The unequal distribution of people’s exposure to – and potentially of disease resulting from – environmental conditions is strongly related to a range of sociodemographic determinants. Interventions to tackle such environmental health inequalities need to be based on an assessment of their magnitude and on the identification of population groups that are most exposed or most vulnerable to environmental risks. But data are scarce.
To address this gap, and follow up on the commitments made at the Fifth Ministerial Conference on Environment and Health in Parma, Italy in 2010, the WHO Regional Office for Europe has carried out a baseline assessment of the magnitude of environmental health inequality in the European Region based on a core set of 14 inequality indicators.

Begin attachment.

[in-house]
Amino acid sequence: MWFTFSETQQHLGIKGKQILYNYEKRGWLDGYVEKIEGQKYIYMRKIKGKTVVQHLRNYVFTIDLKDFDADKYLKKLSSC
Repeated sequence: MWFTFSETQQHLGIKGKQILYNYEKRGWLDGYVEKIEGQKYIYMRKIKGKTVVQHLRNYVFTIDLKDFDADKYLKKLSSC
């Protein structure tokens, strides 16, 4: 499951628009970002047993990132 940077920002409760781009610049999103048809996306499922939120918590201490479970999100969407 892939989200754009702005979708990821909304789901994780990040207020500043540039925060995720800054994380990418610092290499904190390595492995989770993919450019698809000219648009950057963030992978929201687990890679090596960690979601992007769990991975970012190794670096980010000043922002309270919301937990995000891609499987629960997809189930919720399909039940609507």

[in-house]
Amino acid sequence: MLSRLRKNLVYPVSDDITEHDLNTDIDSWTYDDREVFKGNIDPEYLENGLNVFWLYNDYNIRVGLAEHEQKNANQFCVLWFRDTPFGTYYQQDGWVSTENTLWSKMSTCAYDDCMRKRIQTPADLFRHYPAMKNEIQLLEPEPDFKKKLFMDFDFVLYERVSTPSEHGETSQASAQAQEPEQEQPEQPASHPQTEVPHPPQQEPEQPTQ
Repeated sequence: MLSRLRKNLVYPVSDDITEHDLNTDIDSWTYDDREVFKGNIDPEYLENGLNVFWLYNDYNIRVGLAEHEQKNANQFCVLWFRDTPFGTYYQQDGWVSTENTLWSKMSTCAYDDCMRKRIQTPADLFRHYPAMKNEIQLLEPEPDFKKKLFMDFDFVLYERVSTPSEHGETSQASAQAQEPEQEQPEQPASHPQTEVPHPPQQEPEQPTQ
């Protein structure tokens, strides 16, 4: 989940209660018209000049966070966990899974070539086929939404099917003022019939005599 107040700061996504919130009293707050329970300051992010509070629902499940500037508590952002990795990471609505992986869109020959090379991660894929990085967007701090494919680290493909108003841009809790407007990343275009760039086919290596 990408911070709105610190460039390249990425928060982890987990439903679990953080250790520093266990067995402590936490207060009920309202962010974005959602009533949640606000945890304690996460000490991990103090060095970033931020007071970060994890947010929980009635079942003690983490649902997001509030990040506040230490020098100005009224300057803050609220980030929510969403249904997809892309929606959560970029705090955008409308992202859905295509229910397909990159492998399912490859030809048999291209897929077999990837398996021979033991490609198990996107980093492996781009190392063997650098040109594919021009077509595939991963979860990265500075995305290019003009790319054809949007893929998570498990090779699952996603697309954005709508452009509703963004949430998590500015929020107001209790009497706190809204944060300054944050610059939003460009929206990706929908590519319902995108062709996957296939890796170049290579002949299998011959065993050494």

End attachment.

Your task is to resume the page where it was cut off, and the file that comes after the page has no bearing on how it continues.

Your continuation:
The main findings indicate that socioeconomic and demographic inequalities in risk exposure are present in all countries, though they vary from country to country. The report reviews inequalities related to housing, injuries, and the environment, identifies gaps in evidence that still need to be filled, and suggests priority action to be taken at both the subregional and the national level, bearing in mind those national variations.